There are many different approaches to analysing qualitative data. This article aims to bring together resources and articles around some of the more common types of analysis, so that you can easily find what you need.

We recommend two useful overviews:

Qualitative analysis of interview data: A step-by-step guide is a YouTube video by Kent Löfgren, which shows the basic steps involved in data analysis (though it doesn't discuss different types of analysis). If you've never analysed qualitative data before, this is a nice starting video.

Social Science Session 9: Analysis of Qualitative Research - this useful resource discusses how to approach qualitative data analysis, and discusses some of the different approaches such as framework analysis.

The different approaches will assist you in analysing your data by helping you to find different angles or windows into the text. It's important to consider your approach thoroughly, because different approaches suit different purposes. 

The Framework Method

A common method to coding is the Framework Approach, which is often preferred by researchers since it provides a clear method for analysing the data, and can also create an audit trail of how the categories arose from the data by using charts which the researcher creates in Word, Excel or on paper. The following resources discuss the practical use of this method:

Using the framework method for the analysis of qualitative data in multi-disciplinary health research (Gale et al)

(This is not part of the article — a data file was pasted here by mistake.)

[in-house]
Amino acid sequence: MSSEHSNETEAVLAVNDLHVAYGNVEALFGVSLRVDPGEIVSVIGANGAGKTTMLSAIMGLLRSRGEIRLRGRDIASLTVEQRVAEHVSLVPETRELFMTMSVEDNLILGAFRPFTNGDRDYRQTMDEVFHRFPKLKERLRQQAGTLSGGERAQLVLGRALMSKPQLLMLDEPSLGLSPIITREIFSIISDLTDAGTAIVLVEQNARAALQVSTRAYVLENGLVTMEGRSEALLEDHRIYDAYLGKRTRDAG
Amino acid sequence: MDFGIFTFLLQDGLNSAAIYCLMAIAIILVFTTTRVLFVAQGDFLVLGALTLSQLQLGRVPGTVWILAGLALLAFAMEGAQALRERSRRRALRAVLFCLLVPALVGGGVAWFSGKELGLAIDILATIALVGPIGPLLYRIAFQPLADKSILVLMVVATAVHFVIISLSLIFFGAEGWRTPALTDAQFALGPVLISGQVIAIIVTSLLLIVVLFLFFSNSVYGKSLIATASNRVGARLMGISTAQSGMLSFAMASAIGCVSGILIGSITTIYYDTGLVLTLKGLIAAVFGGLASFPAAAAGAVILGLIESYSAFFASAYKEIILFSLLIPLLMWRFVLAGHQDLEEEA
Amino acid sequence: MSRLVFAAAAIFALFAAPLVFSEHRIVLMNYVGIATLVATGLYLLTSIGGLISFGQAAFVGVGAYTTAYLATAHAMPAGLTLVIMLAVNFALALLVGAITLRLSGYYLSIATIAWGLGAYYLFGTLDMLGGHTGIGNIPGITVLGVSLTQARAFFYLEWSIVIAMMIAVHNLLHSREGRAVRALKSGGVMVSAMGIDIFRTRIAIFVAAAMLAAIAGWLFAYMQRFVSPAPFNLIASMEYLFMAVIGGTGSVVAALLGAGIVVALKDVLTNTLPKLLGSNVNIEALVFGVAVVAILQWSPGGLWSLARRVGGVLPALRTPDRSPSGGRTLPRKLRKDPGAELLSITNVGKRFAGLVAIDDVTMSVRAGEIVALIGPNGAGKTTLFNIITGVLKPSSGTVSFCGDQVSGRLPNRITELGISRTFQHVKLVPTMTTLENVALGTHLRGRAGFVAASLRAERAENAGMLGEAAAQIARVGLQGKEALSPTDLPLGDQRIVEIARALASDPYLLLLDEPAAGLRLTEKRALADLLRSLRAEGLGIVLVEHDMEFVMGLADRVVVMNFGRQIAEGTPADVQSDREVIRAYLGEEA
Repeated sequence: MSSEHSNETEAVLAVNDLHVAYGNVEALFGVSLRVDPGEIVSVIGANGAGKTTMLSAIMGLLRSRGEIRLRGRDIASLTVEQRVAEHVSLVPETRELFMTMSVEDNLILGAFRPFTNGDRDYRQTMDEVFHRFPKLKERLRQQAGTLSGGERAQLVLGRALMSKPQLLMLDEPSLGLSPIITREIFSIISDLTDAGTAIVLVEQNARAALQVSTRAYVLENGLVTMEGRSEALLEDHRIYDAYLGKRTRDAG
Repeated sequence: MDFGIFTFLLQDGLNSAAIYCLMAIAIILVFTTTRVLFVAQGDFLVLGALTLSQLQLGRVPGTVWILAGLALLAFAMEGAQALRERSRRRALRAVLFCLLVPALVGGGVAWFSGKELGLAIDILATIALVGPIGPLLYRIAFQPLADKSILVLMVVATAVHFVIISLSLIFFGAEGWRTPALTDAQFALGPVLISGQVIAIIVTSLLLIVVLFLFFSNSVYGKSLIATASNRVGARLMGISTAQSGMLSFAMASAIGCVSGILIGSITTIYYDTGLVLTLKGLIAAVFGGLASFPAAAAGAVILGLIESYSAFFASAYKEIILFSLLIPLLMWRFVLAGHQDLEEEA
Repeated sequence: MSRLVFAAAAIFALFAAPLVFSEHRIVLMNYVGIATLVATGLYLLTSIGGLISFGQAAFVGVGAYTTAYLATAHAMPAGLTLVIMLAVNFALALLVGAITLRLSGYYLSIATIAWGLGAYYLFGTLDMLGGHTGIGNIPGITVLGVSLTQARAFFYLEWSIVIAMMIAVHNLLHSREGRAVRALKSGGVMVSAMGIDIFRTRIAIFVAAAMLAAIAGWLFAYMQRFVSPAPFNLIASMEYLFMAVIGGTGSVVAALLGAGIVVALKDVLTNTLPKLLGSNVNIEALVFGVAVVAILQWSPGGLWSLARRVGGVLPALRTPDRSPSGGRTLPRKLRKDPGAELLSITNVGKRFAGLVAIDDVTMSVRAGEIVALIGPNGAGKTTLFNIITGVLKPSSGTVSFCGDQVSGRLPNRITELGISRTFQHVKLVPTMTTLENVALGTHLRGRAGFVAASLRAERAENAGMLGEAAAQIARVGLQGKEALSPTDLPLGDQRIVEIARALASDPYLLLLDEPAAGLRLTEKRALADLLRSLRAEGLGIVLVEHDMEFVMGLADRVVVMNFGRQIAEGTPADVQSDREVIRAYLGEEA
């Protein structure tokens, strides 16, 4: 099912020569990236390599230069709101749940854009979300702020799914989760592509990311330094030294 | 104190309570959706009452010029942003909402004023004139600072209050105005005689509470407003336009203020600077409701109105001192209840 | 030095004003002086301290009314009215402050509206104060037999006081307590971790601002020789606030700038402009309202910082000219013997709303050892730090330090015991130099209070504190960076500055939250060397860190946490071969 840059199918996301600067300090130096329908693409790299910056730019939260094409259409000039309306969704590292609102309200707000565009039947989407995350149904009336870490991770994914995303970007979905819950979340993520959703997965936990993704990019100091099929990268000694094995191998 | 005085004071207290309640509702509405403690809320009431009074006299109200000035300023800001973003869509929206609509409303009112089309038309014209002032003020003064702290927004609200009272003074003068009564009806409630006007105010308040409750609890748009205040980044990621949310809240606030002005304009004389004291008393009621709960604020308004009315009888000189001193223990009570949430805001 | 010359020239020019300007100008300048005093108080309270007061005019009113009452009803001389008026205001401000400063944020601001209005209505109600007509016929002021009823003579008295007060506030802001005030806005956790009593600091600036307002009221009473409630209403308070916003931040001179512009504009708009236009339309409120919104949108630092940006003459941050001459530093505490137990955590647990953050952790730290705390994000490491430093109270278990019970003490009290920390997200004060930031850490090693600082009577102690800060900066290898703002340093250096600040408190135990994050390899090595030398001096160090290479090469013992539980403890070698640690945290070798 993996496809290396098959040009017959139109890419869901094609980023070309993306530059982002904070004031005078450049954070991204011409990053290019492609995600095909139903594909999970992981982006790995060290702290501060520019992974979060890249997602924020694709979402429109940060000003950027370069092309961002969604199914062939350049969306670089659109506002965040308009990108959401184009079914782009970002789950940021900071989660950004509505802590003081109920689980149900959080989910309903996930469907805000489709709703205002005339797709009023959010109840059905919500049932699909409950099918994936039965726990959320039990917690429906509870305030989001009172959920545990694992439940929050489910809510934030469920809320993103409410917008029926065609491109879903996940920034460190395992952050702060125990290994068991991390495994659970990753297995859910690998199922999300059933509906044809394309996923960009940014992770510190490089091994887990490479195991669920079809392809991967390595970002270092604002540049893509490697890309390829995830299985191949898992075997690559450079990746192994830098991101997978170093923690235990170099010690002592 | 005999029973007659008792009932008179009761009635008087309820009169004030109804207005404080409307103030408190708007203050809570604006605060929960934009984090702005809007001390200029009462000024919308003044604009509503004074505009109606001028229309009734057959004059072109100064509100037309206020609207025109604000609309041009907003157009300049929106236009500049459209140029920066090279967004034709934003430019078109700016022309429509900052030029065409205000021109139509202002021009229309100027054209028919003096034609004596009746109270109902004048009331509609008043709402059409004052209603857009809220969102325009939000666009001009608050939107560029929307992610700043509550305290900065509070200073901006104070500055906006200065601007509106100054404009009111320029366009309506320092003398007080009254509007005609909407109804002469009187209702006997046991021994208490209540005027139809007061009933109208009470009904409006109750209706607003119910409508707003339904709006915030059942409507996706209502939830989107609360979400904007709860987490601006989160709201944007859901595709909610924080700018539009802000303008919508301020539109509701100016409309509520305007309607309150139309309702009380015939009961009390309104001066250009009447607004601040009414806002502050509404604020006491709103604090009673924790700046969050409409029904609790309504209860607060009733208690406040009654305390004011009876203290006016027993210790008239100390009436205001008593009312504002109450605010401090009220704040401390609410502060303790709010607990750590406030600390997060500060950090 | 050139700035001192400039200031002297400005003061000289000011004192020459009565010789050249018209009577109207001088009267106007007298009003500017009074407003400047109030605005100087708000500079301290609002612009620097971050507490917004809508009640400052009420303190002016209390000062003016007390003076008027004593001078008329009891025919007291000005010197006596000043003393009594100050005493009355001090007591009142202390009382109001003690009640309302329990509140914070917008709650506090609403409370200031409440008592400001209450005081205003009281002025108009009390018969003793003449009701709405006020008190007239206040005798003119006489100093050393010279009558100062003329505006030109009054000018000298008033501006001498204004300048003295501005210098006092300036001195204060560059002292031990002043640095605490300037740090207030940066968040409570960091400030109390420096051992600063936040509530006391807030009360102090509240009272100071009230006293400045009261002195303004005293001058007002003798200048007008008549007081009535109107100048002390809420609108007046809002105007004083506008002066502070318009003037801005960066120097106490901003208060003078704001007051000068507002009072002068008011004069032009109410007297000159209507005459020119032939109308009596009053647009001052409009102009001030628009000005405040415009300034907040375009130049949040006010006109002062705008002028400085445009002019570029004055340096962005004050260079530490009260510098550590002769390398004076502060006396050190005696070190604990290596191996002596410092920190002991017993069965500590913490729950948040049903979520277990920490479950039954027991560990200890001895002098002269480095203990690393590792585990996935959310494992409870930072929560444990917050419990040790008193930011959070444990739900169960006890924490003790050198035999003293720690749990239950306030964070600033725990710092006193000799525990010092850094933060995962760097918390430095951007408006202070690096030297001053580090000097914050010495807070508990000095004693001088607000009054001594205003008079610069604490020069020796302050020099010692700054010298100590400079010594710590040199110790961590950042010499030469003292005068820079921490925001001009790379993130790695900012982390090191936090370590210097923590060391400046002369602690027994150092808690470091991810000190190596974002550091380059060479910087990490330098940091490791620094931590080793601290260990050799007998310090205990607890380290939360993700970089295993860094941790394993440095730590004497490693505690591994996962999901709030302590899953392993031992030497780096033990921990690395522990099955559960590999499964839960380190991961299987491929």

Framework analysis: a worked example of a study exploring young people’s experiences of depression (Parkinson et al)

Qualitative data analysis: the framework approach (Nurse Research,er 2011)

 

Line by Line coding

Line by line coding is generally associated with approaches such as Grounded Theory, or approaches that use discourse analysis, where it's important to look at the data in a very indepth way, in small chunks. This can (but doesn't always) result in a greater number of codes than other approaches. 

Grounded Theory - Line-by-line Coding this YouTube video by Graham R Gibbs (all of whose videos we recommend!) explains the process of coding line by line, with practical examples. 

Open Coding by Khandkar gives an excellent step-by-step example of a transcript coding practice using a grounded theory, line by line approach, and provides a rich description of how and why the codes and categories are created. 

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